Everything else about Mohammed is more uncertain, but we can still say a fair amount with reasonable assurance. Most importantly, we can be reasonably sure that the Qur’an is a collection of utterances that he made in the belief that they had been revealed to him by God. The book may not preserve all the messages he claimed to have received, and he is not responsible for the arrangement in which we have them. They were collected after his death – how long after is controversial. But that he uttered all or most of them is difficult to doubt. Those who deny the existence of an Arabian prophet dispute it, of course, but it causes too many problems with later evidence, and indeed with the Qur’an itself, for the attempt to be persuasive.

For my own views on Crone’s argument about historicity see my post on historical method.

For further criticism see also, of course, the interview excerpts I have placed in the side-box.

I mentioned previously several other historians who have questioned the conventional story of Islam’s origins in my posts on Tom Holland’s book; here are a few of many more names listed by Spencer:

Ignaz Goldziher (1850-1921): Lateness of earliest biographical sources on Muhammad along with tendency to invent stories to support later political and religious positions made it impossible to treat the biographies as historically reliable. Spencer lists many names of scholars who have raised questions about Muhammad’s historicity but I list only a few here;

Henri Lammens (1862-1937): Questioned the traditional dates associated with Muhammad; noted the “artificial character and absence of critical sense” in the earliest biographies of Muhammad.

Joseph Schacht (1902-1969): Impossible to extract authentic core of historical material from the earliest texts. Many documents claiming to be early were in fact composed much later.

John Wansbrough (1928-2002): Doubted the historical value of early Islamic texts. Qur’an was developed for political purposes to establish Islam’s origins in Arabia and to give the Arabian empire a distinctive religion.

Patricia Crone and Michael Cook: Noted lateness and unreliability of most early Islamic sources; reviewed archaeological, philological sources, coins from seventh and eighth centuries. Posited that Islam arose within and then split from Judaism. Argued the Arabic setting (including Mecca) was at a late date and for political purposes read back into the history of Islam’s origins. Later, however, Crone wrote that the evidence for Muhammad’s existence is “exceptionally good” (see the quotation above).

Günter Lüling: Qur’an originated as a Christian document; reflects theology of non-Trinitarian Christianity that influenced Islam.

Christoph Luxemberg (pseudonym): Qur’an shows signs of a Christian substratum; Syriac, not Arabic, resolves many difficulties in the text.

So what are the main points that prompt questions about the historicity of Muhammad and suggest that Islam emerged as a major religion some decades after the Arab conquests? Robert Spencer lists the following: read more »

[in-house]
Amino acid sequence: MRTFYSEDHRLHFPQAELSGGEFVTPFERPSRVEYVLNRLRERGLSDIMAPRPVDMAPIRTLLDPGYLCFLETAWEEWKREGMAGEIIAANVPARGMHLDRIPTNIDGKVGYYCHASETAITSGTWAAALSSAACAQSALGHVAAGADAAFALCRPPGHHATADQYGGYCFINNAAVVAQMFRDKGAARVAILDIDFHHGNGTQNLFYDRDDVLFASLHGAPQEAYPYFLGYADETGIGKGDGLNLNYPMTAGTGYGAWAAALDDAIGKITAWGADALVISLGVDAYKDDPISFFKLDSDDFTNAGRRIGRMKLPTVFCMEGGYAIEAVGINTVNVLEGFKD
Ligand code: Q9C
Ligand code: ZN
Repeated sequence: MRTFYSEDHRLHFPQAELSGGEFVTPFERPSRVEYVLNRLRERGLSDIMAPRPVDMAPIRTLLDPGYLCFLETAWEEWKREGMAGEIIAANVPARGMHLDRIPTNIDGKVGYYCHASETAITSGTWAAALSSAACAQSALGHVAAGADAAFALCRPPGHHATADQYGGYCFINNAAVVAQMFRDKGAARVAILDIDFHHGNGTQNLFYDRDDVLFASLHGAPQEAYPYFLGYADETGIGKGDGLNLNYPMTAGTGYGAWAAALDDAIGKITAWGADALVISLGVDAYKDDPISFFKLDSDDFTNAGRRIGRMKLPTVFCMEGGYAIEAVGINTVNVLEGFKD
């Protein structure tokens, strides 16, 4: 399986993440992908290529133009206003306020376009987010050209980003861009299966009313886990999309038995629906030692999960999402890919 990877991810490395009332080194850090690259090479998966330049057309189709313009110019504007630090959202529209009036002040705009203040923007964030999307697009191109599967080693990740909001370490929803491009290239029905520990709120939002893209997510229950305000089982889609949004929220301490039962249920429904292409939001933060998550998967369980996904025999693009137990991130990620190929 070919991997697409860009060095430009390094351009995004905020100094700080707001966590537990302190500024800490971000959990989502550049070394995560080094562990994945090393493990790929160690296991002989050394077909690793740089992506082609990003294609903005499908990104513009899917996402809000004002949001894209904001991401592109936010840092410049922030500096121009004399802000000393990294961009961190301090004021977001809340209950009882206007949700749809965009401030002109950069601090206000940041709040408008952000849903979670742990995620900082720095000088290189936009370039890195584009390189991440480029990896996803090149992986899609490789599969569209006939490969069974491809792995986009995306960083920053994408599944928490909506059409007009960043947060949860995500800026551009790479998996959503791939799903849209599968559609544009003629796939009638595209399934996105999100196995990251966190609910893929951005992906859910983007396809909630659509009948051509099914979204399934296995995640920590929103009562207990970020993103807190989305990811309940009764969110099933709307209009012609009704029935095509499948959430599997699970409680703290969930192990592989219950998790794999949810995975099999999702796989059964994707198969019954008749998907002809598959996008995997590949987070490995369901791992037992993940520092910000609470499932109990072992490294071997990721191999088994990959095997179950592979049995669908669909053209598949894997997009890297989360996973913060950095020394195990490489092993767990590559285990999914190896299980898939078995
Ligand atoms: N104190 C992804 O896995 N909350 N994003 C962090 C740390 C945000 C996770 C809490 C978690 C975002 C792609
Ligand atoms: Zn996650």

2014-10-14

Jerry Coyne, meet Hector Avalos

by Neil Godfrey

I don’t know if Jerry will permit the following words appear on his blog. He has trashed my comments in the past. I submitted the comment in response to Heather Hastie on female genital mutilation: Is it Islamic?  I avoided specific reference to FGM and spoke instead more generally of barbaric practices. (We all know the real instigation of all that has contributed to the current outrage is 9/11 and that FGM is just one more opportunity to kick Islam to the exclusion of other religions.)

Am I permitted to post an alternative view here?

Associate professor of Religious Studies at Iowa State University and author of The End of Biblical Studies and Fighting Words, Hector Avalos, shows us how ALL religions that are grounded in unverifiable beliefs are at various times and places susceptible to being used to justify a host of barbaric behaviours.

Christianity, Buddhism, Hinduism, Shintoism, Taoism, ancestor worship — all have been used to justify horrific practices.

By focussing on just the one religion that is being used by certain peoples in certain times and places and with certain experiences to justify evils we are focusing on the symptoms and missing the real reason for the problems.

No-one blames Christianity or ancestor worship for the barbarisms that drenched pre-Communist China in blood even though these beliefs were used to justify all sorts of hideous tortures and cruelties. We did not always have terrorist Muslims crazed to kill Westerners.

There are reasons that prompt people to flick switches and use religion to justify horrors. The common factor in all of these contingencies is the way we give social respectability to belief systems that are unverifiable.

If we don’t recognize the causes (the real causes) of religious violence and barbarism we are not going to help progress civilized values but could in fact be contributing to the ignorance and chaos.

See, Muslim Violence: Understanding Religion and Humanity.


2014-10-05

Muslim Violence: Understanding Religion and Humanity

by Neil Godfrey

Jerry Coyne has posted Resa Aslan’s response to claims that the Muslim religion is inherently bad. He labales Aslan as “the Great Muslim Apologist”.